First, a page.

Tuesday's meeting of the Berkeley City Council featured a very special guest: Oliver, pictured above, a dog whom activists say was rescued from a Chinese dog meat festival.
At that meeting, heavily attended by the group Direct Action Everywhere, a vegan advocacy arm that decries all meat as violence, Berkeley's city council passed a "Resolution to condemn the Dog Meat Festival in Yulin, China, and urging China and all countries to end the slaughter of dogs and enact an animal anti-cruelty law with provisions banning the dog meat trade."
The festivities to which the resolution alludes, held during the summer solstice, are — at least according to my understanding of the calendar — not exactly coming up any time soon. Nor, by my map, are they occurring too nearby. Yet Berkeley City Councilman Kriss Worthington wanted his town to go on the record against the allegedly cruel festivities all the same.
“The continued practice of abusing, killing, and eating dogs is a clear example of animal cruelty,” Worthington said in a report to the council quoted by the East Bay Times. “Millions of Chinese citizens have voiced their opposition to the Dog Meat Festival and have supported a ban on the dog meat trade in China altogether.”
Exploring the subject, the Chronicle talked to a spokesperson for the group Direct Action Everywhere, Zachary Groff. His organization most recently entered the news cycle when activists stormed Chez Panisse, the Berkeley restaurant credited with capturing or sparking a revolution in local and humane food, to berate diners for ordering meat and supporting such a cruel and unusual establishment.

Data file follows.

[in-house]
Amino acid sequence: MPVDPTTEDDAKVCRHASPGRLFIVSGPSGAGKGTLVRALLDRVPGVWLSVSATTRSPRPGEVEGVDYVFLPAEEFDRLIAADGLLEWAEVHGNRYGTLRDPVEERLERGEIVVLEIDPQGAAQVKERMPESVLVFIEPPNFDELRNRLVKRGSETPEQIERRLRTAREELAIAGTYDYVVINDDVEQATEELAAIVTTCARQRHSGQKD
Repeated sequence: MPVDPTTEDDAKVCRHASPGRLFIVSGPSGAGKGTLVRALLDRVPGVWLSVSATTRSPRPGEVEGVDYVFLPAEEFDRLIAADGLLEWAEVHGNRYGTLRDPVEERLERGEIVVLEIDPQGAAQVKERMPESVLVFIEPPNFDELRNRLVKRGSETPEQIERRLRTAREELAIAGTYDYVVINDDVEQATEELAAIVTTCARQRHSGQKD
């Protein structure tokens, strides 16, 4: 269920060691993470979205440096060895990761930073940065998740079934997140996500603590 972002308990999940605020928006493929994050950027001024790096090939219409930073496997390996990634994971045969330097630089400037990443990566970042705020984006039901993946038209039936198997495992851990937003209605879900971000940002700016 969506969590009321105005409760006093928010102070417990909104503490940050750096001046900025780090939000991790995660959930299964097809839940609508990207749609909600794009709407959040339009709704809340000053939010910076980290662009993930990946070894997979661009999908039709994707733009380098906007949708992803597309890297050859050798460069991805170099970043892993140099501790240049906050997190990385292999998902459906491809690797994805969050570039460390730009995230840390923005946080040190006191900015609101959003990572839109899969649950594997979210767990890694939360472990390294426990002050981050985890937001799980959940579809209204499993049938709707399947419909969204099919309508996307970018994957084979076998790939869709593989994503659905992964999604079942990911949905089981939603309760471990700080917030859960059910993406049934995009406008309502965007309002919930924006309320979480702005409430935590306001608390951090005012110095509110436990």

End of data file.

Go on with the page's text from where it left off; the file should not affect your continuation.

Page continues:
"The resolution reaffirms the city's commitment to animal rights," Groff emphasized to the Chronicle. "We see Berkeley as having the potential to be a leader in animal agriculture and violence against animals." In the end, the resolution passed with six votes, while three members abstained.
As is often the case, Luke Tsai of the East Bay Express had the most valuable perspective on the matter — a full two months ago, no less. "I’m of two minds whenever I hear American activists and politicians make a big show of how horrified they are by Chinese cultural practices like eating dog meat or shark fins," he wrote. "On the one hand, I get it: I like dogs, too. And many accounts indicate that the Yulin dog meat festival goes way beyond the pale, in terms of the cruel treatment the dogs suffer before they’re killed.
"On the other hand," he added, "isn’t there room to acknowledge that different cultures have different norms about which animals are acceptable to eat? And moral grandstanding against Chinese dog eaters — a relatively small percentage of people in China — only helps feed into a certain kind of racism and xenophobia. Ask any Chinese American or Korean American about the dog-eating jokes they had to endure growing up."